Six people heading towards East London on the tube with their heads buried in newspapers - everyone obeying the cardinal commuters' rule specifying zero eye contact and human interaction. The scene felt abnormally normal.
To be honest, these are the rules I play by too. But after spending the day with the Grenfell Tower community, where people were on standby ready to give whatever was required without agenda and without limit, sitting in total isolation to my fellow passengers, who seemed so close but yet so distant, seemed odd.
Earlier that day, I had walked past the skeletal remains of Grenfell Tower towards Westway centre. I heard the hustle of what turned out to be an army of volunteers distributing a mountain of donations.
Around 50 metres away, outside the Westway sports centre, a table with pastries, hot coffee and fruit. One of the ladies asked my colleagues and I if we needed breakfast or coffee. We weren't the ones in need, which made it all the more humbling that she had even thought to ask.
As lunchtime neared, the volunteers formed a human chain in an effort to distribute food and supplies more quickly, keeping up the relentless effort to help whoever, whenever.
Amongst the bustle some residents stood quietly, watching and waiting for news of loved ones.
"She was a good girl, always waved at me," a teary-eyed Habeeba told me. The 47-year-old was still waiting for news of a teenage girl who was close to her son.
As her voice shook and she took a moment to compose herself, I reached out and touched her shoulder. I didn't have too much to say. Anything I could have said would have been meaningless in the face of such raw loss.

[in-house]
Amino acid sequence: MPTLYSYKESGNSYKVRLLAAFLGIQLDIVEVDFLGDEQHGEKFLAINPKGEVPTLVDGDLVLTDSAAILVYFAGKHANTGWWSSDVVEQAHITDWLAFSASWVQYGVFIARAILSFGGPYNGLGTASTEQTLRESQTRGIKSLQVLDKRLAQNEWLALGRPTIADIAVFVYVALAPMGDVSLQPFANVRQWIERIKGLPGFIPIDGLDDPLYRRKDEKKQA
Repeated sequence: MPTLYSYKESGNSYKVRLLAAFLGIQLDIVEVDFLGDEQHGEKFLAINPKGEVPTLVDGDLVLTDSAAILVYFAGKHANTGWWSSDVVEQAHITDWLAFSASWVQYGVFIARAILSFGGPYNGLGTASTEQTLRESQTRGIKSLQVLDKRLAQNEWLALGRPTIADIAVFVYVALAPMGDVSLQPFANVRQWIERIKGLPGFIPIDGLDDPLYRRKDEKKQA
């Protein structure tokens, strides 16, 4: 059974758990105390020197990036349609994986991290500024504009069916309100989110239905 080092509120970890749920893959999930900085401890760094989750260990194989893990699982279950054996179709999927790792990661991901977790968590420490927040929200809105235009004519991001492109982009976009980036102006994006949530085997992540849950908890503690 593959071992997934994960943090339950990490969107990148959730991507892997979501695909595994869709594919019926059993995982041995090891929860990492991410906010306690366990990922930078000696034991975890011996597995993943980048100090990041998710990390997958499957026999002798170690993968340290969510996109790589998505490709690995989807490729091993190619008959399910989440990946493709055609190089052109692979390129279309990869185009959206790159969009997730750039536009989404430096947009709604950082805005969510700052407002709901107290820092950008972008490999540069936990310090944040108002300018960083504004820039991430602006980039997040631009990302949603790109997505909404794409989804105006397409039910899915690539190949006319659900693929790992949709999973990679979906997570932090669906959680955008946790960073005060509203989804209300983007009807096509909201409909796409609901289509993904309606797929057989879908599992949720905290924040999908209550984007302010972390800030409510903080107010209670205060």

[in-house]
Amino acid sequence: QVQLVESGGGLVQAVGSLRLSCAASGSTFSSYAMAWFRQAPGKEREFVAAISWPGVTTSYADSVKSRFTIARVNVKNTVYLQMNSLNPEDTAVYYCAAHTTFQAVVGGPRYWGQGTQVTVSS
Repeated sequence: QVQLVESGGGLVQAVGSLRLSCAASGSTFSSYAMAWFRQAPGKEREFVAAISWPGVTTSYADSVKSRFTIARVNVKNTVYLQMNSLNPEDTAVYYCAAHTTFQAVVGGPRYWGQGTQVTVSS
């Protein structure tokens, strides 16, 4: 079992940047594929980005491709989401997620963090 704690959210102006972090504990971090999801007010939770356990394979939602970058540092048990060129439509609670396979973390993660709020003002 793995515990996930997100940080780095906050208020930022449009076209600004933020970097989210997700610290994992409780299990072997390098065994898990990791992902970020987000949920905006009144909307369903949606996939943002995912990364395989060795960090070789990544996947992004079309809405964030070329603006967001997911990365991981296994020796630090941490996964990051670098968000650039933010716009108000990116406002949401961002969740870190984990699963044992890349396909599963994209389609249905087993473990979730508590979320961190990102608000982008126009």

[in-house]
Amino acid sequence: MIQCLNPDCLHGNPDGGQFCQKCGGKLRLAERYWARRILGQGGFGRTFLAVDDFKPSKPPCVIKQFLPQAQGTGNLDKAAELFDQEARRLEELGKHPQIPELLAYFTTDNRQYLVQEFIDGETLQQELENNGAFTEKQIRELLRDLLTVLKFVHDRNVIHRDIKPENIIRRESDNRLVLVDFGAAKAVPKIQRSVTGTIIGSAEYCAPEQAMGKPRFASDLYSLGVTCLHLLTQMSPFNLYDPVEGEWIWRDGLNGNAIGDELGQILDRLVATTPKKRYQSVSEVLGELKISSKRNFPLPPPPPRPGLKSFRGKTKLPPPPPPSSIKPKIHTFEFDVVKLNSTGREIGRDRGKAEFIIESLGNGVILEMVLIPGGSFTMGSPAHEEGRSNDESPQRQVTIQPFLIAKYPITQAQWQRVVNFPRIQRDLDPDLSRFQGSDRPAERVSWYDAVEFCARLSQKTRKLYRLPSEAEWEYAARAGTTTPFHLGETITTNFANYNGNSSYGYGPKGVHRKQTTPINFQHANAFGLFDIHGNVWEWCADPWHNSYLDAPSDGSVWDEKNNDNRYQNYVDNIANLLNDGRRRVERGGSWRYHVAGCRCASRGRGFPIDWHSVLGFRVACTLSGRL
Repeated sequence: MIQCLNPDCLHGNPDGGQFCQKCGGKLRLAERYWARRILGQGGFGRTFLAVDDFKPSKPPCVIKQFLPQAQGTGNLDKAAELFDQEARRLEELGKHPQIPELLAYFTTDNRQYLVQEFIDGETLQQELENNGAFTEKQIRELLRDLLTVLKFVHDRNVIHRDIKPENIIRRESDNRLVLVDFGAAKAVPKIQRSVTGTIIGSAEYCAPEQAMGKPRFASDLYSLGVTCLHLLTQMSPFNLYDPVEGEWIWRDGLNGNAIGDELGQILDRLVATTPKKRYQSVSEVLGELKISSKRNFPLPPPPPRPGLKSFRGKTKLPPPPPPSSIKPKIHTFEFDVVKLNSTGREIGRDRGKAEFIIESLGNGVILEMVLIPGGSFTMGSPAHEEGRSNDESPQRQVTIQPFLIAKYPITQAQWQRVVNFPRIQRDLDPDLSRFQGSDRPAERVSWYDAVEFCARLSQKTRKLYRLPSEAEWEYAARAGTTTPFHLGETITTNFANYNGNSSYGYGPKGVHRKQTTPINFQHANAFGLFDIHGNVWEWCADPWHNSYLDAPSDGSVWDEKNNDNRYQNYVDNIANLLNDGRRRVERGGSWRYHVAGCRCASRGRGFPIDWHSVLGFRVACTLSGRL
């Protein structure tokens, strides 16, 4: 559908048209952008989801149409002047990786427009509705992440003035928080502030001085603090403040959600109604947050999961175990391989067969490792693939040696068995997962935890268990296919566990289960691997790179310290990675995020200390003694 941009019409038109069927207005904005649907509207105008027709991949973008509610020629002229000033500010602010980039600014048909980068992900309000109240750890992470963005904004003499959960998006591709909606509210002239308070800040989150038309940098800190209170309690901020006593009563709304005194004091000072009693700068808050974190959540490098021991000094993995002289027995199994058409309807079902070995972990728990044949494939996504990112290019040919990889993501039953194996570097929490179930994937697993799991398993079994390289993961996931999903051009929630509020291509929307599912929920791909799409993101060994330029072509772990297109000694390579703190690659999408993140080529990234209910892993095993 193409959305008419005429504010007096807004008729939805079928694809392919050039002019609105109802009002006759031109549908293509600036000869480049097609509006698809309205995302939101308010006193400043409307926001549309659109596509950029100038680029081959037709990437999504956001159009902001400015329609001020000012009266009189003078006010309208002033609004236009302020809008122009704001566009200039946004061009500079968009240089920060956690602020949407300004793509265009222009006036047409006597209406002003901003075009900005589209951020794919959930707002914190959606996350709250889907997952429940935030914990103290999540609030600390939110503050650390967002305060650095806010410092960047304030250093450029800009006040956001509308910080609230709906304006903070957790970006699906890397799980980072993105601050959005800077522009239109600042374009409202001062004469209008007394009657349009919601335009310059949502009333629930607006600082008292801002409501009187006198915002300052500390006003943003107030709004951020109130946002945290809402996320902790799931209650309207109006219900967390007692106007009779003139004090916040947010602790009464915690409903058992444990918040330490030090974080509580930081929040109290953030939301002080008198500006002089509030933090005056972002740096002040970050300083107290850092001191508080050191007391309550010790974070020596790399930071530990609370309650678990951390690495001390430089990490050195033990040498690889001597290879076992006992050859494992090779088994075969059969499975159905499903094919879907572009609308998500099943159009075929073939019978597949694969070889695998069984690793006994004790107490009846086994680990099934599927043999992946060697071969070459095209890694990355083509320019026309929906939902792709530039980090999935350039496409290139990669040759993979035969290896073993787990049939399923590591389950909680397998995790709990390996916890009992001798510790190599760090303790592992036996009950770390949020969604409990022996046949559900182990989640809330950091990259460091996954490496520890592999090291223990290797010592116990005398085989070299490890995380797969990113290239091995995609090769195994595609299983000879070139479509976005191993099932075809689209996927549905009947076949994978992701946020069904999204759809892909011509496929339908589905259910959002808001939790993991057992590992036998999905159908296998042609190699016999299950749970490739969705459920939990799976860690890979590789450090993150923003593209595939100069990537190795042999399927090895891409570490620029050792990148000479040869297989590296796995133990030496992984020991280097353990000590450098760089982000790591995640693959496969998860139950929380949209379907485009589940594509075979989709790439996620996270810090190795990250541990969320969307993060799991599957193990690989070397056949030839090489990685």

"All we can do is hope," she said with a smile.
Another local, 50-year-old, Entisar, who was also searching for a family friend told me "we're just waiting for good news."
"I'm a teacher and we're from the Sudanese community," she proudly stated. When I asked her about the search efforts, she said everyone had helped.
Charlene Reed, searching for her friend's daughter Jessica, also echoed the same sentiment, saying "the community has been helping."
In the past few days, various words have been used to describe this community and I would like to add one more: wealthy.
I'm not talking about the kind money can buy. The Kensington borough is, according to data, a "tale of extreme rich and poor" as described in this HuffPost UK article.
And when you walk around the area it's plain to see the physical manifestation of the stats. But this community's wealth lies in its people, their indomitable spirit and their pursuit of each other's wellbeing.
It's the kind of wealth you can't quantify with reports or statistics. It's the kind of wealth, I wish I had more off. It's the kind of wealth the world needs.